By Simon Evans
DAYTONA BEACH, Florida (Reuters) - Twenty-year-old Trevor Bayne, who stunned the NASCAR establishment by becoming the youngest driver to win the Daytona 500, is seen by friends and rivals as having a long and flourishing NASCAR career.
Bayne's victory on Sunday came in just his second top tier Sprint Cup race, bringing success to NASCAR's oldest continuously operating team, the Wood Brothers.
"He's got a tremendous awareness in the car. The great ones are like that. I've listened to a lot of drivers on the radio and he reminds me of the great ones," said joint owner Eddie Wood.
Such was Bayne's outsider status that he will not even be awarded points in the Sprint Cup standings given that he is only entered for a partial season due to a lack of a sponsor.
Carl Edwards, who finished second on Sunday, does not think that Bayne will be without a backer and a full-time ride for long.
"We talked a little in the off-season about what he was going to do," he said. "He was a little nervous about committing to a partial Cup schedule.
"I just said, 'Look man, just go out and run great and you won't be a partial Cup driver.'
"Hopefully corporate America or someone will take notice that this young man will be a great representative for them and he can run the full series. I believe he could be very, very tough, especially as he gets more experience."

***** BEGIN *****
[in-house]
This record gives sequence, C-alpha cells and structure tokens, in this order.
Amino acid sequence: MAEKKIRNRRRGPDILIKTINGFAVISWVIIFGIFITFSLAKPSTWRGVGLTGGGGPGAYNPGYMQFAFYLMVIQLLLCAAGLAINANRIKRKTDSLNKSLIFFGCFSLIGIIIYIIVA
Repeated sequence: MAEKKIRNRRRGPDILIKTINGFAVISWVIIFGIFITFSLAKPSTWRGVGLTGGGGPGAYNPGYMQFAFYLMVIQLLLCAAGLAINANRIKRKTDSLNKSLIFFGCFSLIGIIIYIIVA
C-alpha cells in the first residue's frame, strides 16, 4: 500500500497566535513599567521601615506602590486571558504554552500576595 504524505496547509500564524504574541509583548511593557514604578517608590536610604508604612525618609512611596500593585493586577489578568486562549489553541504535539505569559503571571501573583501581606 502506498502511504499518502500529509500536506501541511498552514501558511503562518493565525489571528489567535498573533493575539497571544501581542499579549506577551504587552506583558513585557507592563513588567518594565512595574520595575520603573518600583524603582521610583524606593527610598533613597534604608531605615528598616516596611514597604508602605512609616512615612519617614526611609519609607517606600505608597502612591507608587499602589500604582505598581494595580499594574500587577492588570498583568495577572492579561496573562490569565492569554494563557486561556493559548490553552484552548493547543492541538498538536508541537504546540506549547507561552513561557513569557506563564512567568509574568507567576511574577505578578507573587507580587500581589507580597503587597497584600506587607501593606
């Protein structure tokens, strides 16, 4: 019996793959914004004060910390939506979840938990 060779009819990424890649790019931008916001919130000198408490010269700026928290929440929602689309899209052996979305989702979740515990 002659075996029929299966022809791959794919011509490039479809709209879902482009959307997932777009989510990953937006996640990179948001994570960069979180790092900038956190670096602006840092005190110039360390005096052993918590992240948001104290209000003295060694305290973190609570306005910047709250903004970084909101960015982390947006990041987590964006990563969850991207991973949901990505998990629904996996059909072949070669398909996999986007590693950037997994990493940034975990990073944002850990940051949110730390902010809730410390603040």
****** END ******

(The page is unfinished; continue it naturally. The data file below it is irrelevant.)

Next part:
Bayne, whose Daytona victory came just one day after his 20th birthday, says he does not yet know if there will be a change to plans for this season.
But he now has prize money of over $1 million to help him along. Throw in his unwavering confidence and the affable Tennessee native is likely to have offers on the horizon.
"I think the world is going to like him a lot," said Edwards, "He is a guy who has a ton of enthusiasm. Seems like he's got it figured out. Seems like he just has massive talent.
"He hasn't done anything dumb, he keeps his composure, he drives like a veteran."
(Editing by Steve Ginsburg)